Nutrien highlights safety and technology after Sask. mine shaft malfunction

Click to play video: 'Going underground with Nutrien’s potash crews'
Going underground with Nutrien’s potash crews
WATCH ABOVE: Going underground with Nutrien’s potash crews – Aug 12, 2019

Staff at Nutrien’s Cory potash mine offered an up-close look at the facility on Monday — one month after a mine shaft malfunction left 34 workers stuck underground.

Susan Jones, Nutrien’s CEO of potash, explained how a cable became caught in the tail ropes of the mine’s elevator. Company officials asked workers to wait patiently in the mine before they were extracted the following day.

READ MORE: 34 workers stranded in Saskatchewan potash mine safely above ground

“There was no underground emergency that was going on at that time,” Jones said at the Vanscoy, Sask., facility.

After taking the same elevator shaft one kilometre underground, media used electric vehicles to traverse some of the nearly 70 kilometres of underground tunnels.

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Part of the tour included a stop at one of 36 refuge stations, typically used as a shelter when an underground fire threatens air quality. Each station consists of an airtight door, chairs and supplies.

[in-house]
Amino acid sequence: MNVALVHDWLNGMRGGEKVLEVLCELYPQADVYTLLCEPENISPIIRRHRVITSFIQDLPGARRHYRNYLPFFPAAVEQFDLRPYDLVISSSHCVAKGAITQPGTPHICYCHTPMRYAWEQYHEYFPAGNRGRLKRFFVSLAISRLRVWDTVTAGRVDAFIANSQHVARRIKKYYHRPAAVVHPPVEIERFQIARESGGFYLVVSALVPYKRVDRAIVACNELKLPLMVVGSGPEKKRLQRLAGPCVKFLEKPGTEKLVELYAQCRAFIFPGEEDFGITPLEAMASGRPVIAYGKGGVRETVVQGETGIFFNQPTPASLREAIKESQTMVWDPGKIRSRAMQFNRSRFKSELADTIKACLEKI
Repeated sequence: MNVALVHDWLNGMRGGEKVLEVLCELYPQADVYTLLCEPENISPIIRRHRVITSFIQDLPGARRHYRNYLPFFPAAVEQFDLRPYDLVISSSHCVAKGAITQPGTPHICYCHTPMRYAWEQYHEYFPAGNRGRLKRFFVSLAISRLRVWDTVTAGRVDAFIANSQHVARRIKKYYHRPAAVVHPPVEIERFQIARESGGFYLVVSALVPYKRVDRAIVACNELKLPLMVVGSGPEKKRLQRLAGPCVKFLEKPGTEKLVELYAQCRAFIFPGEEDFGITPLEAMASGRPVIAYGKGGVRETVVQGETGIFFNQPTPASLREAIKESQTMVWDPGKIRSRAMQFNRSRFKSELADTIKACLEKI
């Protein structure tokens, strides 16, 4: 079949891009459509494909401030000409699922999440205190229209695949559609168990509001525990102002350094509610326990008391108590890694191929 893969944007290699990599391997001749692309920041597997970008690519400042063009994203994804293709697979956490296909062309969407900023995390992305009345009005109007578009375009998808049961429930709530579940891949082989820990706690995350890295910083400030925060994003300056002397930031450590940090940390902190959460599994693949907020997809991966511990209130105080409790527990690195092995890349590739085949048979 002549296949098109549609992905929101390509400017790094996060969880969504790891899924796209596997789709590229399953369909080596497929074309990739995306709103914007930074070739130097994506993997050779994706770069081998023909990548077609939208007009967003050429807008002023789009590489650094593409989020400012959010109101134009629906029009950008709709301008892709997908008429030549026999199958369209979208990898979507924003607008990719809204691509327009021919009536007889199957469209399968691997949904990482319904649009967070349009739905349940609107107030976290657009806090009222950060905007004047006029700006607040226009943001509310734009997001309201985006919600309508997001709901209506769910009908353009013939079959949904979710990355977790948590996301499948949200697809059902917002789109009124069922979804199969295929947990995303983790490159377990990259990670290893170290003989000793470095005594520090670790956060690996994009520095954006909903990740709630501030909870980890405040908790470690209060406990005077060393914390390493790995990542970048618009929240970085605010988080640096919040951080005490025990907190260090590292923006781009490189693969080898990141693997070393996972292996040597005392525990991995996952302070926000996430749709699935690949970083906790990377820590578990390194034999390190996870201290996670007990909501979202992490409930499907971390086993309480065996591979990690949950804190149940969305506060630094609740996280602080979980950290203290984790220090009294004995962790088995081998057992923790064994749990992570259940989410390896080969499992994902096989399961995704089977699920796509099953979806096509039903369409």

The last fire at the Cory mine was four years ago.

“We have different abilities to set off a fire alarm, and so any time a fire alarm is pulled, people will come to refuge,” said Leon Boehm, general manager of the Cory site.

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Wi-Fi is available throughout the mine, allowing for constant contact between miners and staff above ground. Devices like iPads and smartphones are continually integrated into everyday work.

Even with increasing automation, Cory still requires 375 staff members to make everything work.

Larry Long, Nutrien’s vice-president of operations, said there’s an ongoing effort to reduce power consumption while producing more potash for a growing market.

Production at the Cory mine began in 1968, but it still has more than 100 years of minerals to be harvested, Long said. The deposit extends north as far as the Battlefords, he said.

“Any commodity would die to have reserves like we have here in Saskatchewan,” he said. “These are world-class deposits.”

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As the technology behind mining changes, so do the people doing the work.

Jones described increasing workplace diversity as one of Nutrien’s “key priorities.” Currently, 28 per cent of workers in technical roles are women. Indigenous employees make up 16 per cent of the Cory mine’s workforce.

“We know that having a diversity of thought … is going to be critical,” Jones said.

Potash made up 20 per cent of Saskatchewan’s exports in 2018, second only to crude oil.

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